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CORRECTED-(OFFICIAL)-UPDATE 1-China's New Hope moves into soybean crushing with Cargill
March 4, 2017 / 2:30 PM / 7 months ago

CORRECTED-(OFFICIAL)-UPDATE 1-China's New Hope moves into soybean crushing with Cargill

(In MARCH 4 story New Hope corrects to say daily crushing capacity 5,000 tonnes, not 50,000 tonnes, paragraph 2)

BEIJING, March 4 (Reuters) - Chinese agribusiness group New Hope plans to build its first soybean crushing plant in China’s Hebei province in a joint venture with Cargill , its chairman Liu Yonghao said on Saturday.

New Hope and provincial state companies will own 51 percent of the project, which will have a daily capacity of 5,000 tonnes, while U.S. commodity merchant Cargill will hold the remaining 49 percent, he said at a briefing.

The soy crushing industry in China, the world’s top soybean buyer, has expanded rapidly in recent years due to rising demand from breeders of livestock from hogs to poultry, although there is significant overcapacity in the sector.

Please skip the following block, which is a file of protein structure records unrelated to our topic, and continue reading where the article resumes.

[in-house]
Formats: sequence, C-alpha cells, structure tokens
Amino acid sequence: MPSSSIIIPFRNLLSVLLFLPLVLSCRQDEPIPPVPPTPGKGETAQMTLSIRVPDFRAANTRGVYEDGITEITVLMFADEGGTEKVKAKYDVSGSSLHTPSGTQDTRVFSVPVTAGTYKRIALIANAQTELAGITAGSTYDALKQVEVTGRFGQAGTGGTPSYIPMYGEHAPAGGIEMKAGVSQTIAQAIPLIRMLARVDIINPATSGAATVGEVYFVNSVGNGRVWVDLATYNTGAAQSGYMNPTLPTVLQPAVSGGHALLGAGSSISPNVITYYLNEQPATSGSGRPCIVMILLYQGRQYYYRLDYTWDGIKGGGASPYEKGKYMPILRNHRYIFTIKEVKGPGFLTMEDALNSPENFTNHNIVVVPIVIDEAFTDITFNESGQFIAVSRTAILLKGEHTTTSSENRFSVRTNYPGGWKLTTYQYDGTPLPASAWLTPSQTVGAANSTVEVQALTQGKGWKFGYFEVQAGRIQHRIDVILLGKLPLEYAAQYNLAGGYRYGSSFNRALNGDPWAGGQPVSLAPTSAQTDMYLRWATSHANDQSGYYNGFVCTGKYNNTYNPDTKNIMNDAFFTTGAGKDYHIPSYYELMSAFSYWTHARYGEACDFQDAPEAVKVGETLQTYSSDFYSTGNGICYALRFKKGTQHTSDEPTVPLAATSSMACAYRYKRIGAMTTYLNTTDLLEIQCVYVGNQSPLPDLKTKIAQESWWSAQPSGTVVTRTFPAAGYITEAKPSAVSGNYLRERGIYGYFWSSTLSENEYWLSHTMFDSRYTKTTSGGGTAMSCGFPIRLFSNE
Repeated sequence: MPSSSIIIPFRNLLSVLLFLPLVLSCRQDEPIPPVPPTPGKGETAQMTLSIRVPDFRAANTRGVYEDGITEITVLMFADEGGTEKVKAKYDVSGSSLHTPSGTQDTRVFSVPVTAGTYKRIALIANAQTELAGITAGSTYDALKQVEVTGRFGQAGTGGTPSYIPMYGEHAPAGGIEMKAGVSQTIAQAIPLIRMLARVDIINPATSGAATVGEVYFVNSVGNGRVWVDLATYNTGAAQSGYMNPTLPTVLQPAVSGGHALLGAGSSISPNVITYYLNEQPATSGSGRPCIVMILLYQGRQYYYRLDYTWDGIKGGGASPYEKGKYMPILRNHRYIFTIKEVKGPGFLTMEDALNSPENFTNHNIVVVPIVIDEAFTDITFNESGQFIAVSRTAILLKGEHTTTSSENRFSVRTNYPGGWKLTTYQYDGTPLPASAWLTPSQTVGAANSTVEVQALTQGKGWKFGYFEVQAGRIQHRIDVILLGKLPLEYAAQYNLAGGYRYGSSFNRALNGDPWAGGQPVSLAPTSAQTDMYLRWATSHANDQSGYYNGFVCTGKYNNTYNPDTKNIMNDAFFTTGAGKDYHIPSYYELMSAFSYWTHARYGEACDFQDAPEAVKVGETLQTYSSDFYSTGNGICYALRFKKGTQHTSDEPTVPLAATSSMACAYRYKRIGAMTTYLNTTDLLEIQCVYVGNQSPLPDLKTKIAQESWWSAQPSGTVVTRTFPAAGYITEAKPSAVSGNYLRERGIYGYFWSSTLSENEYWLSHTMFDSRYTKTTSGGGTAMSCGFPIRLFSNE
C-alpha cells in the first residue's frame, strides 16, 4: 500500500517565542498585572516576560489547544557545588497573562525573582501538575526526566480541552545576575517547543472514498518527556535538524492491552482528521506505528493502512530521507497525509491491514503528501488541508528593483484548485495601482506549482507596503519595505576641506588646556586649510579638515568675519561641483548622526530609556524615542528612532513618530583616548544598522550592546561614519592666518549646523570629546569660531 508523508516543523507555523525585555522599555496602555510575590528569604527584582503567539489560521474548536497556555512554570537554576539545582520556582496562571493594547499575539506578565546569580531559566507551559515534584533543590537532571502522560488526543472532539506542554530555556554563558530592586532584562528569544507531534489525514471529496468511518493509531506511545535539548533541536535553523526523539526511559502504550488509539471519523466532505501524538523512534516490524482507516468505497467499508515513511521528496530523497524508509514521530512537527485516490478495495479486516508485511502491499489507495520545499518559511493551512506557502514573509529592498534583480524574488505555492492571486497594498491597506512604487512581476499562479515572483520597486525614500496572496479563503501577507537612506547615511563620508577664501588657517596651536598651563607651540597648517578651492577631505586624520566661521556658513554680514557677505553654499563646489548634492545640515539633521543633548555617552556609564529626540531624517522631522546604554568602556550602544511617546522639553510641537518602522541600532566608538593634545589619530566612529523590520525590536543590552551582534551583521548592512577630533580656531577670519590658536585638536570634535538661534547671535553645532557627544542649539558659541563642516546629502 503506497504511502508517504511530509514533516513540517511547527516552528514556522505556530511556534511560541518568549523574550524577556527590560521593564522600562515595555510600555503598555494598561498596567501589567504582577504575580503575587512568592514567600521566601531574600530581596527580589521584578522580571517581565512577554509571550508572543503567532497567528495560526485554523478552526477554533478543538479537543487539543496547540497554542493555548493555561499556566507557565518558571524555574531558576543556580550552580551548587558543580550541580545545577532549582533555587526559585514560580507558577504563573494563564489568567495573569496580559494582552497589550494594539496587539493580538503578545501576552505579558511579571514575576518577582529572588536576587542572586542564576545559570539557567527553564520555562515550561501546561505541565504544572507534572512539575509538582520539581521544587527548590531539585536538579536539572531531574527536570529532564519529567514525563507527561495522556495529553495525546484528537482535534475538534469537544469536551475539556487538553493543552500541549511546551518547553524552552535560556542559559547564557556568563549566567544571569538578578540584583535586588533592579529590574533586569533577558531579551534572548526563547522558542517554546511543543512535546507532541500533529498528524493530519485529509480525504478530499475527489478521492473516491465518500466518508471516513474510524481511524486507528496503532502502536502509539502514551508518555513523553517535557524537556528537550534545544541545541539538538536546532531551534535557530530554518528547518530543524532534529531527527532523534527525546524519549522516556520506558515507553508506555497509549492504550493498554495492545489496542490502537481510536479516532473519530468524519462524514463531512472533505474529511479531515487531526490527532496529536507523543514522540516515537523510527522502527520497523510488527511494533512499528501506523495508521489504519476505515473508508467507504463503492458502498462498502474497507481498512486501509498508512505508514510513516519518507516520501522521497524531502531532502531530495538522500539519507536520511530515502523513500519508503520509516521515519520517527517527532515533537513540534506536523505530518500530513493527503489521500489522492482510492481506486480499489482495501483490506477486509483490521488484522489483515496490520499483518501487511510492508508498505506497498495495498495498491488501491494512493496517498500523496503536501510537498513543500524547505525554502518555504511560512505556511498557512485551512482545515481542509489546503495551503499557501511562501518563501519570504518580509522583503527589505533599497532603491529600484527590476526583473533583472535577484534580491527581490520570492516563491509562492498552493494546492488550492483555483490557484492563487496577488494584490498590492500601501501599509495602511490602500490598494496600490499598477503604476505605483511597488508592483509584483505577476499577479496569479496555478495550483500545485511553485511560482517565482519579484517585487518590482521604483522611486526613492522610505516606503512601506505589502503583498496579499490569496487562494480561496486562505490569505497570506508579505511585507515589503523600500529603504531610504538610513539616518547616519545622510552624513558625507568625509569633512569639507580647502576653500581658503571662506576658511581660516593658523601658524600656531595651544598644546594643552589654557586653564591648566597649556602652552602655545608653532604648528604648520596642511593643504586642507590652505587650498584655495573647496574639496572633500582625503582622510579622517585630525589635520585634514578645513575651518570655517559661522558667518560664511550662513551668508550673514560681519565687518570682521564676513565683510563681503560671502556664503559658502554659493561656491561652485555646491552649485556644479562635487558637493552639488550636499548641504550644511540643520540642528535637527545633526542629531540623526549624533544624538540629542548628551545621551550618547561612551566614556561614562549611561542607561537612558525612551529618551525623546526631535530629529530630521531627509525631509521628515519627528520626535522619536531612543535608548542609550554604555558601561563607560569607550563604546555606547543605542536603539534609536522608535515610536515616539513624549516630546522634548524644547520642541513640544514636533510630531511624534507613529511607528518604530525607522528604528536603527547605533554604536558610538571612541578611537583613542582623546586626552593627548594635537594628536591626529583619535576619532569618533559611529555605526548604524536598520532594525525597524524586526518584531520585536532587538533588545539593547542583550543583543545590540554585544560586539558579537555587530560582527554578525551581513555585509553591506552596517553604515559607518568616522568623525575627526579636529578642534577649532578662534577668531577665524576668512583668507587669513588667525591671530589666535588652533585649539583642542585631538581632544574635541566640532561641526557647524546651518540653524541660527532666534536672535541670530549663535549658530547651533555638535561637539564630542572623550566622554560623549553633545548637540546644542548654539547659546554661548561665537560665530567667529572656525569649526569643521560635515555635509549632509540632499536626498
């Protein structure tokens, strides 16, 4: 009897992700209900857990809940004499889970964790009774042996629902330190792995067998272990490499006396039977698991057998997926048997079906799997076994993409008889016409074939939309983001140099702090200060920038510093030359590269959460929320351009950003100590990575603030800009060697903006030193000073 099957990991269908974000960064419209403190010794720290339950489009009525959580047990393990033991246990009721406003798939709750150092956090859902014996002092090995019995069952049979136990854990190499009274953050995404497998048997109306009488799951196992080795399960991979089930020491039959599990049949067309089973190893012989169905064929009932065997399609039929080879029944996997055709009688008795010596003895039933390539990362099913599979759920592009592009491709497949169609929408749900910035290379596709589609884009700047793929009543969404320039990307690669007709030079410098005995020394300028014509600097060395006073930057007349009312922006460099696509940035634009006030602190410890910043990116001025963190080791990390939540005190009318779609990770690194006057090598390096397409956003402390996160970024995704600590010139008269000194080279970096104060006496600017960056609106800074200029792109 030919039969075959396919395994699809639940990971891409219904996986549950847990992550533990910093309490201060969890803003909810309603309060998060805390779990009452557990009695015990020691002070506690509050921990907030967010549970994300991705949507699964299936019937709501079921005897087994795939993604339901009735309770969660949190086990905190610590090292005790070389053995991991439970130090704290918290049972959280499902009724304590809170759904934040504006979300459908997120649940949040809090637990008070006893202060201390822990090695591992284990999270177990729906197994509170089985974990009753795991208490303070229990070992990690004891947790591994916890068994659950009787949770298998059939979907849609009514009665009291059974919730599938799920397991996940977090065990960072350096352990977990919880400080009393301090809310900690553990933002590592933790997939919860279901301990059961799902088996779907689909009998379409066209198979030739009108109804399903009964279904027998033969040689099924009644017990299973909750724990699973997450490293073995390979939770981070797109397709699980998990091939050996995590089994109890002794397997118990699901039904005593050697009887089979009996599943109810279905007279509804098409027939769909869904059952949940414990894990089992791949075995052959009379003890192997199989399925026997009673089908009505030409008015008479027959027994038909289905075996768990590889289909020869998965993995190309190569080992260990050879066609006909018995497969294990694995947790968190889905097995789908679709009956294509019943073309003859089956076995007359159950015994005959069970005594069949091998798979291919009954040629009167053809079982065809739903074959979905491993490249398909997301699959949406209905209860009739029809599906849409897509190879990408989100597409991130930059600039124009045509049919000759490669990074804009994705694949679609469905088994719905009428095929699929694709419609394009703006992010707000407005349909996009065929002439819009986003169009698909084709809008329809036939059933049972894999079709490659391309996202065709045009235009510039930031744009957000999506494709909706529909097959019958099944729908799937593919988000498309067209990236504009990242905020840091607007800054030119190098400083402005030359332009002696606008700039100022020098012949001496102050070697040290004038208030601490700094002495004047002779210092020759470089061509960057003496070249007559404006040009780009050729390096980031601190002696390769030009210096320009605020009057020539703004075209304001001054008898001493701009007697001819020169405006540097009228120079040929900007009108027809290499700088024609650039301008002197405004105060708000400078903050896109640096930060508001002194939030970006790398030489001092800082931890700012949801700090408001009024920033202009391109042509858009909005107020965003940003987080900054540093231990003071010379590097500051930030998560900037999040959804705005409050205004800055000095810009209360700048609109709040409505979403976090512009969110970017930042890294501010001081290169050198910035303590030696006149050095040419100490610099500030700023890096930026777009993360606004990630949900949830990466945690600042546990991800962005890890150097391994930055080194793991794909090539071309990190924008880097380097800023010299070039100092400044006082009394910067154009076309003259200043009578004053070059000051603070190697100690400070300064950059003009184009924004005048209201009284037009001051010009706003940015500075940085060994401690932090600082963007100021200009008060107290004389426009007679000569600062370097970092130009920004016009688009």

The U.S. government reckons crushing volume of around 76 million tonnes last year was far below the country’s capacity.

Liu has built New Hope from a small chicken farm into the country’s top animal feed producer, with businesses extending to banking and property and annual sales topping 90 billion yuan ($13.83 billion).

His plans come as New Hope also aims to expand abroad.

In about ten years, international farm products will account for 40 percent of total revenue, up from 10 percent currently, the company is setting up a European headquarters in the Netherlands and will open a U.S. office, he said. The company already has overseas offices in Australia and Singapore.

For its international strategy, Liu said New Hope will mainly build factories in under-developed countries while focusing on acquisitions and partnerships in developed countries.

New Hope is building chicken and pig farms in Vietnam and plans to expand investment in countries with large populations like Indonesia, Liu said. For example, the company is considering sending its beef products in Australia to markets in southeast Asia, Liu told reporters at the briefing. (Reporting by Hallie Gu; Writing by Josephine Mason; Editing by Alexander Smith)

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